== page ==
"When preparing chitterlings the best way to avoid bacterial contamination and illness is to buy pre-cooked chitterlings," recommends State Health Commissioner Robert Stroube, M.D., M.P.H. "If raw chitterlings are used, they should be pre-boiled for five minutes before preparing as usual. Pre-boiling makes cleaning chitterlings easier and faster and does not change the taste."

Dr. Stroube warns that bacteria in raw chitterlings or pig intestines can cause severe diarrhea, especially in infants. Chitterlings, commonly called chitlins, may contain the Yersinia bacteria. The bacteria are spread from raw chitterlings by hands or by eating or drinking contaminated food or liquids.

"Preparing chitlins is a lengthy process. Contamination within the home is hard to avoid. Baby food or formula should not be prepared or handled while preparing chitterlings due the potential for contamination. Infant formula or food should not be placed anywhere near raw chitterlings in the refrigerator. The Yersinia bacteria are different than many bacteria, because they multiply and spread even in the cold," Dr. Stroube said.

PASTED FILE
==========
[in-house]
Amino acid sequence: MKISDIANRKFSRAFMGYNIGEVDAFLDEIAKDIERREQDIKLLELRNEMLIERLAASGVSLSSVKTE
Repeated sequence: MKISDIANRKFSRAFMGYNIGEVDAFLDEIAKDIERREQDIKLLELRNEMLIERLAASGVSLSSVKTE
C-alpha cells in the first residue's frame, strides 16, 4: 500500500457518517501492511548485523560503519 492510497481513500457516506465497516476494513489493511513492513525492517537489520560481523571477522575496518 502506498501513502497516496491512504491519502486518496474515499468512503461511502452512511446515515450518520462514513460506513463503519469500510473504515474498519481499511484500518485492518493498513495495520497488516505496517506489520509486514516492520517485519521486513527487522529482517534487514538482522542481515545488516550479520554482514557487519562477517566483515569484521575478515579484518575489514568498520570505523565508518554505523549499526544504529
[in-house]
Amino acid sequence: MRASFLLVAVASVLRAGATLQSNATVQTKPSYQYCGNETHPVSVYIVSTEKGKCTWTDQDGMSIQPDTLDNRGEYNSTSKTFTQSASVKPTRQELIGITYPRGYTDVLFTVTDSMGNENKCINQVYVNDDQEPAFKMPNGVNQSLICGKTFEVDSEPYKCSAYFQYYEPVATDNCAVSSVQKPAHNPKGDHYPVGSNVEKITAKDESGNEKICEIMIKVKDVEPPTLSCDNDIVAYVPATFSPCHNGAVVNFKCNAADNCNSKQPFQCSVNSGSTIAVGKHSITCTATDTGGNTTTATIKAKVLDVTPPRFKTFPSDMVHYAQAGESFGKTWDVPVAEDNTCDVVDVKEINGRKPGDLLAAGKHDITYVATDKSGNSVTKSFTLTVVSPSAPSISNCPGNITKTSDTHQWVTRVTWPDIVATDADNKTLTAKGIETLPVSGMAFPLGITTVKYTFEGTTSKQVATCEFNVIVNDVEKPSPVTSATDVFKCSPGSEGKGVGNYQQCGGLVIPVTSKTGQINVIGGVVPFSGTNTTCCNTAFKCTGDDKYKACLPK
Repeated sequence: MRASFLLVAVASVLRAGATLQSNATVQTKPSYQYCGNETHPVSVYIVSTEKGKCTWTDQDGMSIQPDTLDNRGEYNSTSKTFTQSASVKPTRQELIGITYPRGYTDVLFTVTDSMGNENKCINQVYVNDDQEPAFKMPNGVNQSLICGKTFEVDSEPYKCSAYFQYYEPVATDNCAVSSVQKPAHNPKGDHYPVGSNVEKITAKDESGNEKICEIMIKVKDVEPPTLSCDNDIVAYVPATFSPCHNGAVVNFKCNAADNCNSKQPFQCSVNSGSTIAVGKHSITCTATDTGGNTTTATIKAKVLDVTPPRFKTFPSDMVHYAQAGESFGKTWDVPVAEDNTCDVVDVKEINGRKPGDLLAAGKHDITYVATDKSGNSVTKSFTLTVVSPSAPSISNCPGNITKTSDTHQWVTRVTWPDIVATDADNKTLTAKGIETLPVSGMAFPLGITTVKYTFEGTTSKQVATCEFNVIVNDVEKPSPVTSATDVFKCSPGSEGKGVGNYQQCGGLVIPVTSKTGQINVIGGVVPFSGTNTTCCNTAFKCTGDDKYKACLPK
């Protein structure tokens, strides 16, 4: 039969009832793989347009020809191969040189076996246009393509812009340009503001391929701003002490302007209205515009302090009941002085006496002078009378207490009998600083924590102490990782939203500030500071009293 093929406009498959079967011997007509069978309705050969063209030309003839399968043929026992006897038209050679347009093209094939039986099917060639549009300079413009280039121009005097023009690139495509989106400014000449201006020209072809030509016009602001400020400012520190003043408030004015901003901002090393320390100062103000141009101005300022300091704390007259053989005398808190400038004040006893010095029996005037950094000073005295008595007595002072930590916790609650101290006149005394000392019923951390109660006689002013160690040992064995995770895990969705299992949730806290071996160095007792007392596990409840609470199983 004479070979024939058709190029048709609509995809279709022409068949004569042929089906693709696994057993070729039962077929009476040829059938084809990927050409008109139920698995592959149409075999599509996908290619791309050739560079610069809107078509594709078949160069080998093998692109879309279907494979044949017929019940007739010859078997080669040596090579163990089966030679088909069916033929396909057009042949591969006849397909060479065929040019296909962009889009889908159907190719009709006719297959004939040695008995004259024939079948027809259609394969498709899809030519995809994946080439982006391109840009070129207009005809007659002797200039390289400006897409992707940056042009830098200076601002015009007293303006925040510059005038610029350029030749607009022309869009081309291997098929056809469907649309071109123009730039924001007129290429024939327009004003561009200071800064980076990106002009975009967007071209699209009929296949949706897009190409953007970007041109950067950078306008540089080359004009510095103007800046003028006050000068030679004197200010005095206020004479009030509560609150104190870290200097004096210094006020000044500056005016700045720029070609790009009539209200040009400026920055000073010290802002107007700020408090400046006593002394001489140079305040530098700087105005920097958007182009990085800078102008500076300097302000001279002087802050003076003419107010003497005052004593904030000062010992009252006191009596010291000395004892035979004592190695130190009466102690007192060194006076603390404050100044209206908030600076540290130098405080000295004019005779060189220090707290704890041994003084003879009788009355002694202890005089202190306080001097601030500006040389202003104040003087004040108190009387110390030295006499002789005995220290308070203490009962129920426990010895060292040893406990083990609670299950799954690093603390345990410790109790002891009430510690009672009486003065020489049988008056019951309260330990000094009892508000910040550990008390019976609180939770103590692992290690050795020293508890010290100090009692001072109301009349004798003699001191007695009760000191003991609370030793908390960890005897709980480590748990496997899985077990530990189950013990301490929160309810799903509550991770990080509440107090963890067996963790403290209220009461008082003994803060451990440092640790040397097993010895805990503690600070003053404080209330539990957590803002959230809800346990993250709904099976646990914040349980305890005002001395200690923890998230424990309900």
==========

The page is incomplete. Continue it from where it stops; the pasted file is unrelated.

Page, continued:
Yersinia can cause severe diarrhea, bloody diarrhea, abdominal pain and fever. The symptoms usually begin within three to seven days after contact with the bacteria. Infants and small children who contract yersiniosis may require hospitalization, although the illness rarely causes death. Older children and adults may experience appendicitis-like stomach pain.

The Virginia Department of Health recommends the following tips when cooking chitlins:

Wrap the container containing the raw chitlins in plastic wrap when thawing in the refrigerator.

Keep children out of the kitchen until the chitlins are pre-boiled and the kitchen is thoroughly cleaned.

Handle raw chitlins as little as possible until after they have been pre-boiled.

Keep raw chitlins away from all baby food and formula.

After touching the chitlins, wash your hands with warm water and soap, and clean under your nails.

Clean sinks and all places touched by raw chitlins or their juice with hot soapy water or a chlorine bleach solution.

Wrap all waste promptly and throw into an outside garbage can.

Clean all pots, pans, buckets and utensils in the dishwasher or in hot soapy water.

Wash dishcloths, towels or sponges used in cleanup in hot water.